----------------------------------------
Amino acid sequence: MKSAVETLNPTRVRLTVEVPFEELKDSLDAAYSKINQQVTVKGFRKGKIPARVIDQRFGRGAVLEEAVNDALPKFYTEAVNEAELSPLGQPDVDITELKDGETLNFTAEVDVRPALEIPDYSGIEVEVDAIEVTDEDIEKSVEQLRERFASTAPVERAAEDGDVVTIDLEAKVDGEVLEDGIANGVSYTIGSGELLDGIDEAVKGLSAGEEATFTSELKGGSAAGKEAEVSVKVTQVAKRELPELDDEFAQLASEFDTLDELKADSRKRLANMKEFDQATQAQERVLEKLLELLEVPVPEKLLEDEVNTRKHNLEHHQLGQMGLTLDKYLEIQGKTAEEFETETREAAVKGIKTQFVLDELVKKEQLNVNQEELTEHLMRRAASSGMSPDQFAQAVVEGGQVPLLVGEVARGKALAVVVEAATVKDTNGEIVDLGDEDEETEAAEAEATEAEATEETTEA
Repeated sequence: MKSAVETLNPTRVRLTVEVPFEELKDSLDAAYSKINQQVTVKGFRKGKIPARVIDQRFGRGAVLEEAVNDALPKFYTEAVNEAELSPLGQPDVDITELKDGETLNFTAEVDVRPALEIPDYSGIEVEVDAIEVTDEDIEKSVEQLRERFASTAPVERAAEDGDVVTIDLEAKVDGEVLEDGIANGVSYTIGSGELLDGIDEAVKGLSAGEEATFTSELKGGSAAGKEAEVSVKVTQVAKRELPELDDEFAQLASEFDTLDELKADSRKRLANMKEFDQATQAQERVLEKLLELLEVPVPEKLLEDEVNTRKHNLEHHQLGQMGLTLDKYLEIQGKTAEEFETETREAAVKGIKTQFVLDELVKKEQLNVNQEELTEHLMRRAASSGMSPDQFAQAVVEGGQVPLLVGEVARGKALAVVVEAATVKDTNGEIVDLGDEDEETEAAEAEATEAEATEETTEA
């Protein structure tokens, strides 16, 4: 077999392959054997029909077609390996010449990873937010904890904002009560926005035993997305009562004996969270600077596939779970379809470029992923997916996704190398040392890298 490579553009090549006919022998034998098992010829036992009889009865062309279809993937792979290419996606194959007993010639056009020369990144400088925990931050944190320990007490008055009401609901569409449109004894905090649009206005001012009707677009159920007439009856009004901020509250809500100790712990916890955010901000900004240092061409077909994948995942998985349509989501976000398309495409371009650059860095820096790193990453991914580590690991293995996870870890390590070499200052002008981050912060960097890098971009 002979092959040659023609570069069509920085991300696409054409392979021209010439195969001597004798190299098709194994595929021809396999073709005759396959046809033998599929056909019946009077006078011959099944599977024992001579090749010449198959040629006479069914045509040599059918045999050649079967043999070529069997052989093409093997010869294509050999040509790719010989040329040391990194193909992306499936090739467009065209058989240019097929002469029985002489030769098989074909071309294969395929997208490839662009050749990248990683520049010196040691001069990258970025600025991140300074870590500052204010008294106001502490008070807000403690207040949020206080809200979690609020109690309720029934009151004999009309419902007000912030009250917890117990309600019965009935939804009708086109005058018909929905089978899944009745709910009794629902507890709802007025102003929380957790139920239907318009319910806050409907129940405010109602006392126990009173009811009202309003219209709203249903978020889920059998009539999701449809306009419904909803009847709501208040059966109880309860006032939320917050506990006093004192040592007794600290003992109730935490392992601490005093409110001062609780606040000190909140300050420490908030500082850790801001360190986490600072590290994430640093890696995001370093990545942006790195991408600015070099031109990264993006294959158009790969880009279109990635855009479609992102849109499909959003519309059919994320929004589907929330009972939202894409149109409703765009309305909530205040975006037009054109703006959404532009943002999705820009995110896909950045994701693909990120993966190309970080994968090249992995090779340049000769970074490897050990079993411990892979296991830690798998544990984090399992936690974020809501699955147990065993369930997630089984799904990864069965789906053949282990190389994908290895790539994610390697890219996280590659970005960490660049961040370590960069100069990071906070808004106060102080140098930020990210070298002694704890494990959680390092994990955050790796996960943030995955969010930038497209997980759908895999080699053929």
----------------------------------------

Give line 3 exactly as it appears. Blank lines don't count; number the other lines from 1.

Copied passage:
């Protein structure tokens, strides 16, 4: 077999392959054997029909077609390996010449990873937010904890904002009560926005035993997305009562004996969270600077596939779970379809470029992923997916996704190398040392890298 490579553009090549006919022998034998098992010829036992009889009865062309279809993937792979290419996606194959007993010639056009020369990144400088925990931050944190320990007490008055009401609901569409449109004894905090649009206005001012009707677009159920007439009856009004901020509250809500100790712990916890955010901000900004240092061409077909994948995942998985349509989501976000398309495409371009650059860095820096790193990453991914580590690991293995996870870890390590070499200052002008981050912060960097890098971009 002979092959040659023609570069069509920085991300696409054409392979021209010439195969001597004798190299098709194994595929021809396999073709005759396959046809033998599929056909019946009077006078011959099944599977024992001579090749010449198959040629006479069914045509040599059918045999050649079967043999070529069997052989093409093997010869294509050999040509790719010989040329040391990194193909992306499936090739467009065209058989240019097929002469029985002489030769098989074909071309294969395929997208490839662009050749990248990683520049010196040691001069990258970025600025991140300074870590500052204010008294106001502490008070807000403690207040949020206080809200979690609020109690309720029934009151004999009309419902007000912030009250917890117990309600019965009935939804009708086109005058018909929905089978899944009745709910009794629902507890709802007025102003929380957790139920239907318009319910806050409907129940405010109602006392126990009173009811009202309003219209709203249903978020889920059998009539999701449809306009419904909803009847709501208040059966109880309860006032939320917050506990006093004192040592007794600290003992109730935490392992601490005093409110001062609780606040000190909140300050420490908030500082850790801001360190986490600072590290994430640093890696995001370093990545942006790195991408600015070099031109990264993006294959158009790969880009279109990635855009479609992102849109499909959003519309059919994320929004589907929330009972939202894409149109409703765009309305909530205040975006037009054109703006959404532009943002999705820009995110896909950045994701693909990120993966190309970080994968090249992995090779340049000769970074490897050990079993411990892979296991830690798998544990984090399992936690974020809501699955147990065993369930997630089984799904990864069965789906053949282990190389994908290895790539994610390697890219996280590659970005960490660049961040370590960069100069990071906070808004106060102080140098930020990210070298002694704890494990959680390092994990955050790796996960943030995955969010930038497209997980759908895999080699053929």